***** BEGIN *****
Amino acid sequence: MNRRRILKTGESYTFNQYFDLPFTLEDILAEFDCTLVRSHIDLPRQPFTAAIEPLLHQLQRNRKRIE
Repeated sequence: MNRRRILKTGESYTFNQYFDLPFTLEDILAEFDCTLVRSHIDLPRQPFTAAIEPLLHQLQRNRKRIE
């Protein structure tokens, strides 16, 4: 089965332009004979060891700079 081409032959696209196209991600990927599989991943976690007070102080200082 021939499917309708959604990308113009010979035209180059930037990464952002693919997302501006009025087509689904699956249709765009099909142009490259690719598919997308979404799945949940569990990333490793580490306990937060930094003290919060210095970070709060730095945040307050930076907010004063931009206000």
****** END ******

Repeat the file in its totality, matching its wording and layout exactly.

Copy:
Amino acid sequence: MNRRRILKTGESYTFNQYFDLPFTLEDILAEFDCTLVRSHIDLPRQPFTAAIEPLLHQLQRNRKRIE
Repeated sequence: MNRRRILKTGESYTFNQYFDLPFTLEDILAEFDCTLVRSHIDLPRQPFTAAIEPLLHQLQRNRKRIE
């Protein structure tokens, strides 16, 4: 089965332009004979060891700079 081409032959696209196209991600990927599989991943976690007070102080200082 021939499917309708959604990308113009010979035209180059930037990464952002693919997302501006009025087509689904699956249709765009099909142009490259690719598919997308979404799945949940569990990333490793580490306990937060930094003290919060210095970070709060730095945040307050930076907010004063931009206000």